In using LOGISCOPE throughout a programming sequence,
it is hoped that students will have increased competency in
programming so that more advanced topics may be
introduced, such as safety and survivability of software.

All terms known to be trademarks or registered trademarks
have been capitalized.
     The authors would like to thank the CS 1462 faculty,
Tom English, Susan Mengel, and Nancy Van Cleave, and
teaching assistants, Chandra Pallemoni, Seelam Reddy
Muralidhar, Kirk Watson, and Pramob Kumar Yenmanpra,
for their help and cooperation in gathering the programs.
     The authors would like to thank Verilog for the use of
LOGISCOPE at Texas Tech University.

[1] V.R. Basili and D. Weiss, "A Methodology For
    Collecting Valid Software Engineering Data." IEEE
    Transactions on Software Engineering, Volume SE-10,
    Issue 6, 1984, pp. 728 – 738.

[2] R.E. Berry and B.A.E. Meekings. "A Style Analysis
    of C Programs." Communications of the ACM, Volume
    28, Issue 1, January 1985, pp. 80 – 88.

[3] W. Harrison and C. Cook. "A Note on the Berry-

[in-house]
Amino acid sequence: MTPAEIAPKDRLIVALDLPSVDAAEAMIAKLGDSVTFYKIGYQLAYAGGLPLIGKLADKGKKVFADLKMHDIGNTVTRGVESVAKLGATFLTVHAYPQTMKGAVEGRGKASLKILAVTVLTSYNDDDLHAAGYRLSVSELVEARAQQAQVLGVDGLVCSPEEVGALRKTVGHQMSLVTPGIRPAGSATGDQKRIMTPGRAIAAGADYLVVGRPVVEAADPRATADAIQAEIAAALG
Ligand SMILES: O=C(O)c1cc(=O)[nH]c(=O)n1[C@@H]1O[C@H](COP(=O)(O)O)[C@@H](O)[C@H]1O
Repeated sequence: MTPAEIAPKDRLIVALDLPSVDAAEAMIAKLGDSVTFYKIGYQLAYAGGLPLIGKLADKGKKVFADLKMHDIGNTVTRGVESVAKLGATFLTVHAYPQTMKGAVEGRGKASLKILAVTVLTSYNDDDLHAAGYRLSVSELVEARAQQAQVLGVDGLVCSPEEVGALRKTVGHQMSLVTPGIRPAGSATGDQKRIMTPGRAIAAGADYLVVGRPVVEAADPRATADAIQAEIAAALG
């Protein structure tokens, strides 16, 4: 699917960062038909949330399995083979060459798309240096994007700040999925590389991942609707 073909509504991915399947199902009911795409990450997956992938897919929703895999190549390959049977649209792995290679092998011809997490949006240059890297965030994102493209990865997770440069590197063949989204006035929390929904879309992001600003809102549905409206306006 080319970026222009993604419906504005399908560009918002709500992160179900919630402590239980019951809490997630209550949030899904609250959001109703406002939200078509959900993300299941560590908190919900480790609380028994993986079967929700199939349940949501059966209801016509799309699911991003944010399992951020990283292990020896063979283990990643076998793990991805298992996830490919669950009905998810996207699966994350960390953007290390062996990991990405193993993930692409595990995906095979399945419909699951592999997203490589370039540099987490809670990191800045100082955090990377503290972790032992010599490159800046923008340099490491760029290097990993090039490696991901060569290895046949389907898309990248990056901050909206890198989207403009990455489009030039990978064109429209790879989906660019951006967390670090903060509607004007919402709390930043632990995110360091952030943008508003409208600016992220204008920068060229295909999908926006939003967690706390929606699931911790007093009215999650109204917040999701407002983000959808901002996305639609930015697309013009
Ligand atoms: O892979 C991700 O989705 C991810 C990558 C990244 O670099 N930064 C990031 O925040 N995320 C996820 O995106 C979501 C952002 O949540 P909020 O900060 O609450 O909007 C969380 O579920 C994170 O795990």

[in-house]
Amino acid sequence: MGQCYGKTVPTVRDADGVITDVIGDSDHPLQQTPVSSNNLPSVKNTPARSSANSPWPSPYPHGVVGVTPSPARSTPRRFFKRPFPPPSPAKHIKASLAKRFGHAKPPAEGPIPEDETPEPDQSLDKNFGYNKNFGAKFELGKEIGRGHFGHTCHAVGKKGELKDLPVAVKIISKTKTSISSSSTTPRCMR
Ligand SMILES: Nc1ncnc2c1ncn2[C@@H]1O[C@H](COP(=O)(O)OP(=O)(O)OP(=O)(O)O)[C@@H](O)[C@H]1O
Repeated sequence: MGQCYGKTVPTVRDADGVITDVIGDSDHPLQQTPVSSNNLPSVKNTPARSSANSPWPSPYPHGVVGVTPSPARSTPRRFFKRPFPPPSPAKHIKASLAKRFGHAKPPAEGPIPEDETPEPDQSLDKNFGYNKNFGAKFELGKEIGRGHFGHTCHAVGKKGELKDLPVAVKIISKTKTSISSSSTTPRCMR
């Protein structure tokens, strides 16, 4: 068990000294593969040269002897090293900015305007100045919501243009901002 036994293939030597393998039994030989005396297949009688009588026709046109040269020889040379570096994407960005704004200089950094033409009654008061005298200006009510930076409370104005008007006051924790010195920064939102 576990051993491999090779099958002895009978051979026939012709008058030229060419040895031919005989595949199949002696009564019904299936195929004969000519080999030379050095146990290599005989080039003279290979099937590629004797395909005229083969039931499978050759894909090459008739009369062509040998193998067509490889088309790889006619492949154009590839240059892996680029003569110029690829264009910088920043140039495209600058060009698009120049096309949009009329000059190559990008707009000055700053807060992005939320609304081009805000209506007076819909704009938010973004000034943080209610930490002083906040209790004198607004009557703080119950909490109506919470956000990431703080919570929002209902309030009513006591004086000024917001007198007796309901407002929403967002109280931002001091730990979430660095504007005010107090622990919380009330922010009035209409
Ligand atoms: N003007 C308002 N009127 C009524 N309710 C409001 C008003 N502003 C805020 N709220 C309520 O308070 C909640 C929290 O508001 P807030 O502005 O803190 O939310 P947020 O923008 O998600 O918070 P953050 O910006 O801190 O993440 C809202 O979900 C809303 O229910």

Meekings Style Metric." Communications of the ACM,
    Volume 29, Issue 2, February 1986, pp. 123-125.

[4] S. Hung, L. Kwok, and R. Chan. "Automatic Program
    Assessment." Computers and Education, Volume 20,
    Issue 2, 1993, pp. 183-190.

[5] D. Jackson. "A Software System For Grading Student
    Computer Programs." Computers and Education,
    Volume 27, Issue 3/4, 1996, pp. 171 - 180.

[6] R.J. Leach. "Using Metrics to Evaluate Student
    Programs." SIGCSE Bulletin, Volume 27, Issue 2,
    June 1995, pp. 41-43.

[7] M.R. Woodward, M.A. Hennell, and D. Hedley. "A
    Measure Of Control Flow Complexity in Program
    Text." IEEE Transactions on Software Engineering,
    Volume SE-5, Issue 1, November 1979, pp. 45 – 50.

[8] M.R. Woodward, D. Hedley, and M.A. Hennell.
    "Experience With Path Analysis and Testing of
    Programs."      IEEE Transactions on Software
    Engineering , Volume SE-6, Issue 3, May 1980, pp.
    278 – 286.